> Alex
    > --
    > Alexander Lamb
    > <alamb...>
    >
    >
    >
    > On Oct 11, 2006, at 8:18 PM, Andrew Satori wrote:
    >
    >> You know, sometimes all it takes is a prod :-).  Thanks Chris,
    >> that's exactly what I needed.  A quick test and it works like a
    >> charm.
    >>
    >> Andy
    >>
    >> On Oct 11, 2006, at 2:05 PM, Chris Hanson wrote:
    >>
    >>> On Oct 11, 2006, at 9:22 AM, Andrew Satori wrote:
    >>>
    >>>> So in order to test this, I've started with the import, and I'm
    >>>> already stuck.  I cannot seem to find any examples of how to add
    >>>> data to a coredata model programmatically.  I can find CoreData
    >>>> with bindings examples everywhere, but nothing about doing this
    >>>> in code, and I'm looking for some direction to look for more
    >>>> information on the subject.
    >>>
    >>> What documentation have you looked at?  The Low-Level Core Data
    >>> Tutorial <http://developer.apple.com/documentation/Cocoa/
    >>> Conceptual/CoreDataUtilityTutorial/> and the Core Data reference
    >>> documentation should tell you what you need to know about working
    >>> with Core Data persistent stores programmatically.
    >>>
    >>> Also — and I know I mention this in practically every other
    >>> message on the subject — it's important to use correct
    >>> terminology to think about the problem as it will make both
    >>> finding answers to your questions and designing your application
    >>> a lot easier.  I'm specifically referring to your "add data to a
    >>> coredata model" statement.  You actually insert managed objects
    >>> into a managed object context that is connected to a persistent
    >>> store coordinator with any number of persistent stores added to
    >>> it, and ask the managed object context to save the changes you've
    >>> made to your object graph.
    >>>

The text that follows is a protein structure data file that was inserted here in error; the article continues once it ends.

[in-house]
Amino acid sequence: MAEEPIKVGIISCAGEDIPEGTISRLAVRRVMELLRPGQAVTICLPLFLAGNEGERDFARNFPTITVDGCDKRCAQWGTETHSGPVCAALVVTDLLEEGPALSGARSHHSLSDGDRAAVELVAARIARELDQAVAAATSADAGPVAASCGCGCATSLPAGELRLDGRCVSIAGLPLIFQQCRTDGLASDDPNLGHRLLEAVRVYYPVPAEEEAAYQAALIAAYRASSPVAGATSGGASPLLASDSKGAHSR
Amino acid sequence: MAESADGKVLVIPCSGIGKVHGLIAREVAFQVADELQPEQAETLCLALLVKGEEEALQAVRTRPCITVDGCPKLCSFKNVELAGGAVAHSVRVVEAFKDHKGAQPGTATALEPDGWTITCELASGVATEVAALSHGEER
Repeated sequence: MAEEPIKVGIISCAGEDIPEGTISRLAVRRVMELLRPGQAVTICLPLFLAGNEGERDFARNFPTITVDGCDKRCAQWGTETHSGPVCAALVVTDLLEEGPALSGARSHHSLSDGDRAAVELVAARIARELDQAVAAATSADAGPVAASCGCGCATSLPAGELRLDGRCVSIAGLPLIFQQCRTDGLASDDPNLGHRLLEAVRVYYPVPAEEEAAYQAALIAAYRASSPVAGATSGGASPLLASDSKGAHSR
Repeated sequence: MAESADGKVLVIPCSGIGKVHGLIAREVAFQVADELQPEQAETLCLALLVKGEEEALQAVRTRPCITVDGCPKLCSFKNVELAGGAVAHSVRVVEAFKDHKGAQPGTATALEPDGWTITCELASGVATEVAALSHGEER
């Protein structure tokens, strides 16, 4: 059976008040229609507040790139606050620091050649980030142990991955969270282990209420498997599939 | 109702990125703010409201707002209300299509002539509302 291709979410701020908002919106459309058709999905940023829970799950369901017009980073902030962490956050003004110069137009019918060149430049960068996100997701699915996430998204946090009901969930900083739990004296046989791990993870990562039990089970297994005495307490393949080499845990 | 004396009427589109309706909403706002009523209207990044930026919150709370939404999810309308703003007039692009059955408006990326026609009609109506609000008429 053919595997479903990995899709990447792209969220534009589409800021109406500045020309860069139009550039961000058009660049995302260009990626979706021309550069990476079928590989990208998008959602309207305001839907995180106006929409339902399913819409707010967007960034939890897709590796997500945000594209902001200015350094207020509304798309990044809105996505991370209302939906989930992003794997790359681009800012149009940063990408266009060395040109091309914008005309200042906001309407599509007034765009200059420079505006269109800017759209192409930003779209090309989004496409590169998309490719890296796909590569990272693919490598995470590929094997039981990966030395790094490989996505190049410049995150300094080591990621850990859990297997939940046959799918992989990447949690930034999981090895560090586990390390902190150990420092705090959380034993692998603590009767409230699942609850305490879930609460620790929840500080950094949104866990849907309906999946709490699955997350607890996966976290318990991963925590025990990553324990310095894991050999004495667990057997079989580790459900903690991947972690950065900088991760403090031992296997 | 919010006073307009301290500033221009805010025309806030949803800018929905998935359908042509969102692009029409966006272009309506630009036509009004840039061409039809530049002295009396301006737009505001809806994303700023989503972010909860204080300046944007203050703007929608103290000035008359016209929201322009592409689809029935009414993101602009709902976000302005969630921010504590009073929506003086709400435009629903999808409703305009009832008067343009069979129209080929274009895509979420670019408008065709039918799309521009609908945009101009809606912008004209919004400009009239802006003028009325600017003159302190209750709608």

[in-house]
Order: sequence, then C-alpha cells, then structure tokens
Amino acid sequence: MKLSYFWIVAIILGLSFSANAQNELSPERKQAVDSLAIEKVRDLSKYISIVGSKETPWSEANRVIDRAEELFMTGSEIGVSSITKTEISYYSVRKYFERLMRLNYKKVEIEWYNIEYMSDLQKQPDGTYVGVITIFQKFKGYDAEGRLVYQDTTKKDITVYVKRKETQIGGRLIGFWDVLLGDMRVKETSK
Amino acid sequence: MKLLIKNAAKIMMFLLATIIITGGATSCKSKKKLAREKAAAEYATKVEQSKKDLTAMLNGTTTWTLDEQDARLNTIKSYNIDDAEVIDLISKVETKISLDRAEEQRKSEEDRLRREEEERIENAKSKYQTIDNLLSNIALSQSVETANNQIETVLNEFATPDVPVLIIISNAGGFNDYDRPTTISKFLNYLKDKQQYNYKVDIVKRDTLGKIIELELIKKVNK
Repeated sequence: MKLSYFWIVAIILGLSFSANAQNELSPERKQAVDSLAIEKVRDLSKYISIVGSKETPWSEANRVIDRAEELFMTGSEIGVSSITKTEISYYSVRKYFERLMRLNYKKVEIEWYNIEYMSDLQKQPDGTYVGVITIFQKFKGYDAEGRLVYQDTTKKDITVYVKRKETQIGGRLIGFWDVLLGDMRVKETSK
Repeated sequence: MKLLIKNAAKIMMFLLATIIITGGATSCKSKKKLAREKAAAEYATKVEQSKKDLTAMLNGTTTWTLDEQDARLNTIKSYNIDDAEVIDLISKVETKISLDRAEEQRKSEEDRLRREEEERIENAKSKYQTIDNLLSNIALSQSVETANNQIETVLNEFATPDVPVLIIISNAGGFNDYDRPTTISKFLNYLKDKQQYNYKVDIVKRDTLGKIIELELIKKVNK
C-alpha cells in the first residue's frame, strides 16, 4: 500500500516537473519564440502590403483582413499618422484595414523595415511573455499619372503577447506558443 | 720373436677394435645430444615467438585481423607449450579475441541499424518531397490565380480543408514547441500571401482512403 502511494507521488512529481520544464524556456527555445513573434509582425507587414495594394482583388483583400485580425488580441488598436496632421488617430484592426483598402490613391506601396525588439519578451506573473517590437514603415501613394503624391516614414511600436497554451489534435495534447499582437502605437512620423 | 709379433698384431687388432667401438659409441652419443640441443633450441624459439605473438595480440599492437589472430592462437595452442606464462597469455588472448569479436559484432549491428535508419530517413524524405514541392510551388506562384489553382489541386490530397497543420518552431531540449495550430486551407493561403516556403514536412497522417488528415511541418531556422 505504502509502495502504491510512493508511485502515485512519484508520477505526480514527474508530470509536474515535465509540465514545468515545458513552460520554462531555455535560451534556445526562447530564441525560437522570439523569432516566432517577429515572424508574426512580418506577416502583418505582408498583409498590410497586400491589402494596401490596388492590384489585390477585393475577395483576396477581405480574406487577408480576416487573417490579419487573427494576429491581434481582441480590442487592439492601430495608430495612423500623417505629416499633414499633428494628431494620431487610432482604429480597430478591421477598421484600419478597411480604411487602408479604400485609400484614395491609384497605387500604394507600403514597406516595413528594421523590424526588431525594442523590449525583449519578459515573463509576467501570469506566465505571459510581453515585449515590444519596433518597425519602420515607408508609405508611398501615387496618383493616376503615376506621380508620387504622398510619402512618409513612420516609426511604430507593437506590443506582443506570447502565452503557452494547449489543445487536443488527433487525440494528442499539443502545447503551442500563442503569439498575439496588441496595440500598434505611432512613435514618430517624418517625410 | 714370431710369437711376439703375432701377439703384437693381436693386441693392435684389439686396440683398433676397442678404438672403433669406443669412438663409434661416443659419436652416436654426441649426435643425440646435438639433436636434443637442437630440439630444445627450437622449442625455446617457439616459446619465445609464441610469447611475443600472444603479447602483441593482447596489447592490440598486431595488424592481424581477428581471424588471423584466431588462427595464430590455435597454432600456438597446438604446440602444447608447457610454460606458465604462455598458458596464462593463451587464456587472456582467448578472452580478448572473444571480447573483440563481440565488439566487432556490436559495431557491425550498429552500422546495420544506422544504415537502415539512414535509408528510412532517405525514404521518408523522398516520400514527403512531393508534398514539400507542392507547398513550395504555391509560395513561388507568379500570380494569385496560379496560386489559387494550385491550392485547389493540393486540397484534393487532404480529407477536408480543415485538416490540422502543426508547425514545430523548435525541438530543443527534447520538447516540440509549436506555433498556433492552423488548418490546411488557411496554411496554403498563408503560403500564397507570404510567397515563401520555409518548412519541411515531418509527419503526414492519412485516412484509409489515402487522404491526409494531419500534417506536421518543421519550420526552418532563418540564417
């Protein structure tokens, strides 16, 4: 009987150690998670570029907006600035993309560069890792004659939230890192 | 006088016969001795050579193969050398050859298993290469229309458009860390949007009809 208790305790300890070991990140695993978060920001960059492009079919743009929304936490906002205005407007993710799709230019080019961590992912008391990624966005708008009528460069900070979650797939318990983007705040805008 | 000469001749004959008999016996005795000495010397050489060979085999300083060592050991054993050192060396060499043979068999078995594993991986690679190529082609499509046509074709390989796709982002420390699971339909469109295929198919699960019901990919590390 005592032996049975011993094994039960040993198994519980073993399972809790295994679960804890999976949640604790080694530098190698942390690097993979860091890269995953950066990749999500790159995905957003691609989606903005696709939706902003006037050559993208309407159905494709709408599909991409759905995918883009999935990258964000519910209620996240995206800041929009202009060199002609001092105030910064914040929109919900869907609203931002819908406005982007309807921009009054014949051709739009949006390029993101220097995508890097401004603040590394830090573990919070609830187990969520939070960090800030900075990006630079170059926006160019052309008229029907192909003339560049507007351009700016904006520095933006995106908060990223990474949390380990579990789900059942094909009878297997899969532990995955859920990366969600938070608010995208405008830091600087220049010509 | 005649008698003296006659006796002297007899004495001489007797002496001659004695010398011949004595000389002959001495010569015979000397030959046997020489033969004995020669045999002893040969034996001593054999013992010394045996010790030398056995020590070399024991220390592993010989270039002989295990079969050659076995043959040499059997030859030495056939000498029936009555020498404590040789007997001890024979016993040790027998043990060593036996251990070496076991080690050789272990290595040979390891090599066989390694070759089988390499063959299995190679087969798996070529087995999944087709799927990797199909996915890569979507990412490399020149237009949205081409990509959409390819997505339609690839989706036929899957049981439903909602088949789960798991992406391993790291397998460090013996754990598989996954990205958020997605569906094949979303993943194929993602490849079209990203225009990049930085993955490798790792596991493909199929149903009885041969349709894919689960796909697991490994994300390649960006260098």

>>> The terminology in the preceding paragraph directly mirrors the
    >>> names of the classes you'll need to deal with and the operations
    >>> you'll need to ask them to perform.  Sometimes developers
    >>> familiar with Core Data will speak in shorthand, e.g. "context"
    >>> instead of "managed object context" and "coordinator" or "store"
    >>> instead of "persistent store coordinator" or "persistent store"
    >>> but by and large if you stick to the terms used by the classes,
    >>> the path to the solution can sometimes practically chart itself.
    >>>
    >>> -- Chris
    >>>
    >>
    >> _______________________________________________
    >> Do not post admin requests to the list. They will be ignored.
    >> Cocoa-dev mailing list      (<Cocoa-dev...>)
    >> Help/Unsubscribe/Update your Subscription:
    >> http://lists.apple.com/mailman/options/cocoa-dev/<alamb...>
    >>
    >> This email sent to <alamb...>
    >
  • Thanks a lot for the info!

    You could imagine synchronizing the data directly at the database
    level if your local store was SQLite. Indeed, you could SQL the data
    out into temporary files then into SQLite using SQL. Of course your
    CoreData app would then be desynchronized and you would have to
    reload after the transfert.
    What I see here is that you don't have a notification issue (if the
    server changes, clients are not notified).

    Alex
    --
    Alexander Lamb
    <alamb...>

    On Oct 12, 2006, at 6:07 PM, Andrew Satori wrote:

    > Having had to do this on a few different occasions, I've elected to
    > this using a dual key lock.
    >
    > On the local, I maintain a 'changelog' that documents the entity
    > and attribute that gets changed (in this case it's primarily
    > additive information in the way of current statistics and notes),
    > and a tag for 'sync date/timestamp'  for the local dataset.  On the
    > server all records have a last modified timestamp and who field on
    > each record.  When a sync is performed, the local dataset performs
    > add's without check, but any edit's are verified against the
    > timestamp.  if the server timestamp is newer than the sync date,
    > that record is flagged for contention and requires human
    > intervention to confirm the update.  There are exceptions, fields
    > where the returning recordset is considered the definitive value,
    > and no conflict will be raised, but that's a by design thing.
    >
    > From Server to client for this instance is very straightforward.